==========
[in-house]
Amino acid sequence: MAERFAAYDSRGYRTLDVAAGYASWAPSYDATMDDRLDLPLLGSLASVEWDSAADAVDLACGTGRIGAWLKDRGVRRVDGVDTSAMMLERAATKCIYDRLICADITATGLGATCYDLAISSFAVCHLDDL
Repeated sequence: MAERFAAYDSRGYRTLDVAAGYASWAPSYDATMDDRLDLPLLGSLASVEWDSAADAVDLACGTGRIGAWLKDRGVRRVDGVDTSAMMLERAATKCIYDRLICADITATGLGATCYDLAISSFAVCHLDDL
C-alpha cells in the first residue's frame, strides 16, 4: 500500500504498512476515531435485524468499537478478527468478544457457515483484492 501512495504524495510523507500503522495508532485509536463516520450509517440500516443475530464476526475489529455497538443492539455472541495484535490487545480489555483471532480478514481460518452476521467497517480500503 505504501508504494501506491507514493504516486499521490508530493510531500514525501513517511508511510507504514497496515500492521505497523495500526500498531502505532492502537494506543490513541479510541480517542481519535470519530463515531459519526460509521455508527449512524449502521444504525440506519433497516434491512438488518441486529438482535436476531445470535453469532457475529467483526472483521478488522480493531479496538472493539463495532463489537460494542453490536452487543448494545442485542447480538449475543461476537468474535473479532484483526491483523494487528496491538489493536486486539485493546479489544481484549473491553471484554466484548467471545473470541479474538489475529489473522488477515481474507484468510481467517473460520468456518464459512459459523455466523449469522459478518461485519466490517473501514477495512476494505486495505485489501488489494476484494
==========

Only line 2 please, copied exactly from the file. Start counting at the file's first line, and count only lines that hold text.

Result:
Amino acid sequence: MAERFAAYDSRGYRTLDVAAGYASWAPSYDATMDDRLDLPLLGSLASVEWDSAADAVDLACGTGRIGAWLKDRGVRRVDGVDTSAMMLERAATKCIYDRLICADITATGLGATCYDLAISSFAVCHLDDL